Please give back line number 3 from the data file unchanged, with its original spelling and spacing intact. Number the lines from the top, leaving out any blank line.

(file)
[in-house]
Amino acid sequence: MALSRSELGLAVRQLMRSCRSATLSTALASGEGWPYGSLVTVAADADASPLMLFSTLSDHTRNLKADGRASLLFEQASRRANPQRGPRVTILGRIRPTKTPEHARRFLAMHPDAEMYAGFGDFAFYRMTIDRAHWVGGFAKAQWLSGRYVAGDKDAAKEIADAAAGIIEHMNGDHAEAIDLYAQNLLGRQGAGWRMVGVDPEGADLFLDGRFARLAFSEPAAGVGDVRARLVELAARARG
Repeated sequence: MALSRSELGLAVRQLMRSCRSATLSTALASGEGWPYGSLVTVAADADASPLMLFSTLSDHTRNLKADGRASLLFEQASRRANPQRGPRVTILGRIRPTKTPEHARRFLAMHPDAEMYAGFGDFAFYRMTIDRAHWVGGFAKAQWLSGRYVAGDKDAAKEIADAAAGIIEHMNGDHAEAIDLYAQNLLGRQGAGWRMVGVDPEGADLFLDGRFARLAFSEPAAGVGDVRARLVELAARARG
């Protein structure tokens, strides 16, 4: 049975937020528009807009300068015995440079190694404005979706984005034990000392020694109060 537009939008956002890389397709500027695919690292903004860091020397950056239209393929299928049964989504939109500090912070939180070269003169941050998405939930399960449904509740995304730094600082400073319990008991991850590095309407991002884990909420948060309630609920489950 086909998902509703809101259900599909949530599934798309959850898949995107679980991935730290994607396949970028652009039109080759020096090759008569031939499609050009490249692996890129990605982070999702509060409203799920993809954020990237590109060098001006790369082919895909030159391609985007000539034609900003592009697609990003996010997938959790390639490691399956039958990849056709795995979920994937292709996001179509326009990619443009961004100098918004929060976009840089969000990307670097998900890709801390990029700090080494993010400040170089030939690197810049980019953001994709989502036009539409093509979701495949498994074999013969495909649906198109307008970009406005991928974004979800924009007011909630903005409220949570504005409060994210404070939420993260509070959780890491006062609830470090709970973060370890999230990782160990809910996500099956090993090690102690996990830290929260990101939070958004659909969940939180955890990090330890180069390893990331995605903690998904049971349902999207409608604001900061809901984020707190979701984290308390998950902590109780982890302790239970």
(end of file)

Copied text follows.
Repeated sequence: MALSRSELGLAVRQLMRSCRSATLSTALASGEGWPYGSLVTVAADADASPLMLFSTLSDHTRNLKADGRASLLFEQASRRANPQRGPRVTILGRIRPTKTPEHARRFLAMHPDAEMYAGFGDFAFYRMTIDRAHWVGGFAKAQWLSGRYVAGDKDAAKEIADAAAGIIEHMNGDHAEAIDLYAQNLLGRQGAGWRMVGVDPEGADLFLDGRFARLAFSEPAAGVGDVRARLVELAARARG